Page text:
Ben Spieldenner
If someone has never seen a real esports match, it’s hard for them to picture what goes on or what it looks like. But it’s really competitive, and you have to be good at it in order to win.”

Ben Spieldenner Esports Director, Ashland High School

Christopher Turner, a teacher at the lab school and general manager and head esports coach for both the Southern University team and the lab school team, says the room was a $60,000 investment. The benefits, he says, extend beyond esports, as the room is used to support education in science, technology and math.

The school’s competitive teams play Fortnite, Rocket League, Madden, NBA2K and other games.

“It’s about appealing to the culture,” Turner says. “We know that 95 percent of Generation Z plays video games. It’s a matter of meeting them where they are.”

Turner says the benefits of esports reach beyond competition. “Any soft skill that you learn in traditional sports, you can learn in esports,” he notes.

DIVE DEEPER: Chris Turner discusses how to build an esports pipeline to college and beyond.

These are among the broad benefits to leveling up esports programs and giving students an opportunity to compete, Bulka says. He, too, cites the development of soft skills, such as communication and learning to think strategically.

“Perseverance is really important for our kids, especially after the past year and half,” he says.

Esports also teach students how to win and lose. That includes recognizing that people can be better than you at some things, and that’s OK.

How Can K–12 Esports Benefit the Team Behind the Team?

Bulka says esports programs benefit more than just the players. Behind the athletes are students who support the team by managing its social media and streaming presence, designing digital art or music, creating flyers and more.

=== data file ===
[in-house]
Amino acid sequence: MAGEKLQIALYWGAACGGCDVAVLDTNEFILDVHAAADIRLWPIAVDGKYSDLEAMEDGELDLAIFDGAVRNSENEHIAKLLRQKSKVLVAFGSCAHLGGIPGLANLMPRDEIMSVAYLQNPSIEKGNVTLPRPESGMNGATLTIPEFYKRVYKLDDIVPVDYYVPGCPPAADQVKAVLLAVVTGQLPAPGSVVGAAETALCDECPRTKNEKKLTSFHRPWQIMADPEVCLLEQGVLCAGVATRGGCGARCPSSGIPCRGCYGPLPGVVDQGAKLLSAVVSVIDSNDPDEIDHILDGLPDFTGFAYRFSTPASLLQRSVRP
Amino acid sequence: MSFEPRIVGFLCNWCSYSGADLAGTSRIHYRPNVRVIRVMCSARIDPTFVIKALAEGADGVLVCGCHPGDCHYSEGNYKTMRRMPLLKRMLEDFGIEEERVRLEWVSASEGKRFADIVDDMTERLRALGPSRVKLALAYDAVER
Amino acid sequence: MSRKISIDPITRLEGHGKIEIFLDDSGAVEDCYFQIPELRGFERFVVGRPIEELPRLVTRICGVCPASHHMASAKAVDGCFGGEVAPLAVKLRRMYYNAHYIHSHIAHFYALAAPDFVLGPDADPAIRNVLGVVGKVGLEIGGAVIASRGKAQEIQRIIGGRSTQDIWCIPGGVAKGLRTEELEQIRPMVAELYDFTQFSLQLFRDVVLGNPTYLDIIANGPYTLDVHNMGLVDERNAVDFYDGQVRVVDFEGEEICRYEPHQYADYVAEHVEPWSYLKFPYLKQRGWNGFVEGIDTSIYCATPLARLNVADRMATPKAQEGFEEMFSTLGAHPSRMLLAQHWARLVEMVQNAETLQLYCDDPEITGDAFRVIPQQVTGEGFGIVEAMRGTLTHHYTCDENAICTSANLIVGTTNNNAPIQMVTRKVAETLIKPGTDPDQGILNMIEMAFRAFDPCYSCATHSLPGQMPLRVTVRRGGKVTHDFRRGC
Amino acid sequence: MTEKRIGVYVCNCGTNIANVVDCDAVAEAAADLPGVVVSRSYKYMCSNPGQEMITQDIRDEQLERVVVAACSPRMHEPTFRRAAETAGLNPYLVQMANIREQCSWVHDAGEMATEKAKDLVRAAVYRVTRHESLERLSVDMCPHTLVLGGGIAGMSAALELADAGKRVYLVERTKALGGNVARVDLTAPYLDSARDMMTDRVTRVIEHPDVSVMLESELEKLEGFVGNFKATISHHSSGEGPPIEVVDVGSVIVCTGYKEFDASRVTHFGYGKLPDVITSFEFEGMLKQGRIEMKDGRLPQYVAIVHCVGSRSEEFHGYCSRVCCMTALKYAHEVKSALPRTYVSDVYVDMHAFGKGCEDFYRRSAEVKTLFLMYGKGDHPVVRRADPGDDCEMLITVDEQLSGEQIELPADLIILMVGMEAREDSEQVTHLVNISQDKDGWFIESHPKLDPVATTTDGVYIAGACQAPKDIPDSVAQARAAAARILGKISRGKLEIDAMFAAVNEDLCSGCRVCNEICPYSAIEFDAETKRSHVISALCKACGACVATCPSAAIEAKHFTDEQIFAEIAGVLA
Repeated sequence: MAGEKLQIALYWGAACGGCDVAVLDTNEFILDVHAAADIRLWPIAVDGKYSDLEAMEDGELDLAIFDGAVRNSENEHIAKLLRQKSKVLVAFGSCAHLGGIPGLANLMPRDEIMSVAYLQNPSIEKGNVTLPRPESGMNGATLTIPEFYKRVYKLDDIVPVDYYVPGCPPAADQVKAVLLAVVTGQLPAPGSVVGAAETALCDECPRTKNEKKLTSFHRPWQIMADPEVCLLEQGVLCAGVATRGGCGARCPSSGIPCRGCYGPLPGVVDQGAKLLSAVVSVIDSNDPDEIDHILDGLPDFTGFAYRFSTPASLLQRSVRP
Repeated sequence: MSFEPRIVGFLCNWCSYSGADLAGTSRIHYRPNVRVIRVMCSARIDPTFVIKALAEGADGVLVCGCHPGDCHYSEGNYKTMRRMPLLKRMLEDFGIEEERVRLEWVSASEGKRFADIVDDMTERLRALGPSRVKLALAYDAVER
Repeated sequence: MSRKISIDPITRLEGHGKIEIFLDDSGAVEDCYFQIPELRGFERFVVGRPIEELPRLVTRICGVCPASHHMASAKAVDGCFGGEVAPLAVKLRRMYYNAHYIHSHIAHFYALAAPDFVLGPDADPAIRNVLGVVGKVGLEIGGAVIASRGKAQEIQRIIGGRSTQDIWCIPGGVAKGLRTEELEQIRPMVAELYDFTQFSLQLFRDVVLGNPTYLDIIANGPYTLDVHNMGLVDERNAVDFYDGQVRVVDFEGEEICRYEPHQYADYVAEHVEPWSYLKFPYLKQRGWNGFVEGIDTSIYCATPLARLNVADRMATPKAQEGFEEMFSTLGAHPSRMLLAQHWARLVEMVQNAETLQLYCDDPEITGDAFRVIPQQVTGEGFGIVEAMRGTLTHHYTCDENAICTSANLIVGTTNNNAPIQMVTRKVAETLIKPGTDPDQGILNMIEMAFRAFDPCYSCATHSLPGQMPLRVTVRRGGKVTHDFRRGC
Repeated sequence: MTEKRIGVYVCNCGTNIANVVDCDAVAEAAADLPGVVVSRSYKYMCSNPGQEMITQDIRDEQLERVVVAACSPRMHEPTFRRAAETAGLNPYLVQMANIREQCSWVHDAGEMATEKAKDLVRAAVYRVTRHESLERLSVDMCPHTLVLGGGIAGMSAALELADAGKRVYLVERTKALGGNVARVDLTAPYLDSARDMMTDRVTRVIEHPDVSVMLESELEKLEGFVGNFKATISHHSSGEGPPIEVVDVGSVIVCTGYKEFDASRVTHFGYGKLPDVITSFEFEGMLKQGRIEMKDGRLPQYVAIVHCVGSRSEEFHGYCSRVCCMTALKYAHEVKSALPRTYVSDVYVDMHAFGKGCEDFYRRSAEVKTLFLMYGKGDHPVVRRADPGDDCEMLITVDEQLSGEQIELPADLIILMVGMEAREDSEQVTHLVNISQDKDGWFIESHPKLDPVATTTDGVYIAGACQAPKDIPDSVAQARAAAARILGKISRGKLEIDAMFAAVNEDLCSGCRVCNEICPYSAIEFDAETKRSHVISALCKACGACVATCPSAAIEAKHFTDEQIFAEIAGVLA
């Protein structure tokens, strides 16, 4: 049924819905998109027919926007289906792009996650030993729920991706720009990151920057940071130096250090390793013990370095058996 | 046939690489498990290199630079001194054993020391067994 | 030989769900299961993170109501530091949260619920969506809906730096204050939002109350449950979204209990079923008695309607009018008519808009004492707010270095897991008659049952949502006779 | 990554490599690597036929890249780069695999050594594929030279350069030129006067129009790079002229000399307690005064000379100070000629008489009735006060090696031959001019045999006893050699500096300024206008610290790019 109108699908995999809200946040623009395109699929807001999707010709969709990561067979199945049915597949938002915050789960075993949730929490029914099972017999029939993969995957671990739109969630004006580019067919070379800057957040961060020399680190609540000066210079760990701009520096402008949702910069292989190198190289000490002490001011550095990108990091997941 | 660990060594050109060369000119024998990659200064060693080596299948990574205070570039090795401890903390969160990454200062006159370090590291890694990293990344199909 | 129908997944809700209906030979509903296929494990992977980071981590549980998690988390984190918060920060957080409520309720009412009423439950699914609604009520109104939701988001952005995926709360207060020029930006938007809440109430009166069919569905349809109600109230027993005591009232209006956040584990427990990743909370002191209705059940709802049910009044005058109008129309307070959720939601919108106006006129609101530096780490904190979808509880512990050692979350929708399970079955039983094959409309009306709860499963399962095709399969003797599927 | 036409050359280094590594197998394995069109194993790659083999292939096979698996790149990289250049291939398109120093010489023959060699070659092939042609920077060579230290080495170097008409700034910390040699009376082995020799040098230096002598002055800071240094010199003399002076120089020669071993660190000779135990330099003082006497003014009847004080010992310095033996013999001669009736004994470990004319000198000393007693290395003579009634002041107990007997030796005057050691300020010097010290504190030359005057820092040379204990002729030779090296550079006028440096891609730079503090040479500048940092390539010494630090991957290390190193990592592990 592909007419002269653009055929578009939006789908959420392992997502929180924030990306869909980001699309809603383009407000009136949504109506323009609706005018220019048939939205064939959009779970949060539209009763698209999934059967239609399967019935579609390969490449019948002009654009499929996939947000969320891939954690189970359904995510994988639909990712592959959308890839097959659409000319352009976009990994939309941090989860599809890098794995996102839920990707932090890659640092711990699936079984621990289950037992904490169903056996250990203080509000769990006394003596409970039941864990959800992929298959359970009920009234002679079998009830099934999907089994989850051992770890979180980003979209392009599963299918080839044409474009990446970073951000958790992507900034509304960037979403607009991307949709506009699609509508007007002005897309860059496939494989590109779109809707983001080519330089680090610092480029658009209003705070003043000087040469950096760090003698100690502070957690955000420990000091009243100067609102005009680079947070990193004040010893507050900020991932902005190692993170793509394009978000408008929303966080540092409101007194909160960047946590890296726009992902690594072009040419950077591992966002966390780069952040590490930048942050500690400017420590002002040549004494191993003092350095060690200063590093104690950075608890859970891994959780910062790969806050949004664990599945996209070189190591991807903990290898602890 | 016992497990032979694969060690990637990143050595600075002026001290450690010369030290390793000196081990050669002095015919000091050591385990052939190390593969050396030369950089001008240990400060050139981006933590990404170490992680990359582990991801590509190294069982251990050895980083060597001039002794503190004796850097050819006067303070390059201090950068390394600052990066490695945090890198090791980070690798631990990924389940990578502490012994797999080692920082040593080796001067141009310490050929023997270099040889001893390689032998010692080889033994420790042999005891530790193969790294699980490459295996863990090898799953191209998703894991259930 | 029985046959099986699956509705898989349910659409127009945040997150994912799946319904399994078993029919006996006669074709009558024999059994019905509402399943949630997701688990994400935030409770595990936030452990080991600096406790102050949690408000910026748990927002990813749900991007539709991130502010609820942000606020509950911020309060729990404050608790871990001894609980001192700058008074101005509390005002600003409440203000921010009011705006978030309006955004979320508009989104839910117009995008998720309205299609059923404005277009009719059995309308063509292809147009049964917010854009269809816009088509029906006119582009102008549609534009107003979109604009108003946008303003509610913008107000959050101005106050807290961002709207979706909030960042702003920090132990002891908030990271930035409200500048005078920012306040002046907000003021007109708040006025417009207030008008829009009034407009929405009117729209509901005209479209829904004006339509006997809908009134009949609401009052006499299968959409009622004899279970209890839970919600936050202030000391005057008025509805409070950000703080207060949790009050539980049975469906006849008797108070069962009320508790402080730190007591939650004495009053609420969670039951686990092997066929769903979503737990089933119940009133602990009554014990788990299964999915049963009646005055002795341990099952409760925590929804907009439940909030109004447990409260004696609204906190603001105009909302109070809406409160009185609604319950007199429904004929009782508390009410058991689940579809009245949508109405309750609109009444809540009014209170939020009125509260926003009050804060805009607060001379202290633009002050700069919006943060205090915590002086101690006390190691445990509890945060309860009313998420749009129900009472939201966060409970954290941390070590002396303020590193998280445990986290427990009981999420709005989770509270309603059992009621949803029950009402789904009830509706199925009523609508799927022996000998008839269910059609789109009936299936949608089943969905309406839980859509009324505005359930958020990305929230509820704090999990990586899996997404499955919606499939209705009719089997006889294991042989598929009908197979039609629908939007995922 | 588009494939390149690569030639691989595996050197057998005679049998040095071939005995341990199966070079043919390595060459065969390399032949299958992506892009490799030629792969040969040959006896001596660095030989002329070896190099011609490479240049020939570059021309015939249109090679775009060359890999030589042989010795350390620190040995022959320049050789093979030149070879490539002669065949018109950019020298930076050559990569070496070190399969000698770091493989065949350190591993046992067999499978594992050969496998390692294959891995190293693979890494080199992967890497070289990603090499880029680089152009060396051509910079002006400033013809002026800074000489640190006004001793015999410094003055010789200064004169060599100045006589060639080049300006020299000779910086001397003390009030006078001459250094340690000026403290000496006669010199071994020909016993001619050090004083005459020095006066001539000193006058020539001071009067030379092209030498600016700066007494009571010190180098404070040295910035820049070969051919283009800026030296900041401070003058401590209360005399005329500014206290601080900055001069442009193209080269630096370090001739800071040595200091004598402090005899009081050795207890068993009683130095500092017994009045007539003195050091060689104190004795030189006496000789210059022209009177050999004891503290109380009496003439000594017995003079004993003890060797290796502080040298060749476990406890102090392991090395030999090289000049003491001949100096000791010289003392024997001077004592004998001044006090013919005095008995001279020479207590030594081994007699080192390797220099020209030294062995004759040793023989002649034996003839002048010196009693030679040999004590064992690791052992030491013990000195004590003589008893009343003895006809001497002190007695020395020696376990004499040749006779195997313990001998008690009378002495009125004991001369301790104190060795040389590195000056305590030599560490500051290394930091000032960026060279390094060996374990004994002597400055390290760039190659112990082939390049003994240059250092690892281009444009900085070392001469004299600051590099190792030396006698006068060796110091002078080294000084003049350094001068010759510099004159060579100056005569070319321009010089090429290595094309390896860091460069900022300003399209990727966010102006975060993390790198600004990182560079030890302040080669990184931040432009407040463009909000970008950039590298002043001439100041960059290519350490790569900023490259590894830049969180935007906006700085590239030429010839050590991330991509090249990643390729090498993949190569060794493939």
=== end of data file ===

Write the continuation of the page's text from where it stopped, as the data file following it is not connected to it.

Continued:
“Then there’s math,” he says. “A student treasurer or community manager works to get sponsorship opportunities, and you have someone taking stats.”

There are students who improve their journalism skills by writing about the team and others who advance their video editing skills by creating highlight reels after matches.

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Turner says he also relies heavily on his players for gaming strategy and is a “true believer in student assistant coaches.”

“Everyone plays a role in an esports program, especially a competitive one,” he adds.

Do Esports Lead to Scholarships and Careers?

About 200 colleges in the U.S. offered $16 million in esports scholarships during the 2018-2019 school year — a threefold increase from 2015, according to the National Association of College Esports. These scholarships are helping set up students for careers in esports as athletes, content creators, strategists, organizers and more.

Troy Murphy, a student at the Southern University Lab School, won the High School Esports League’s Spring Majors National Championship in 2020, which included a $1,000 scholarship. At the time, Murphy was just 13 years old. He plans to major in engineering in college, which Turner notes is frequently a career path associated with esports.

One of Turner’s priorities is to increase scholarship dollars available to esports athletes. In the meantime, there are opportunities for smaller prizes, and he looks forward to leveling up his program even further by securing donors and funding for larger scholarships.

“I want to have the opportunity to sit in a living room and offer them a full ride,” he says.

Photography by Daymon Gardner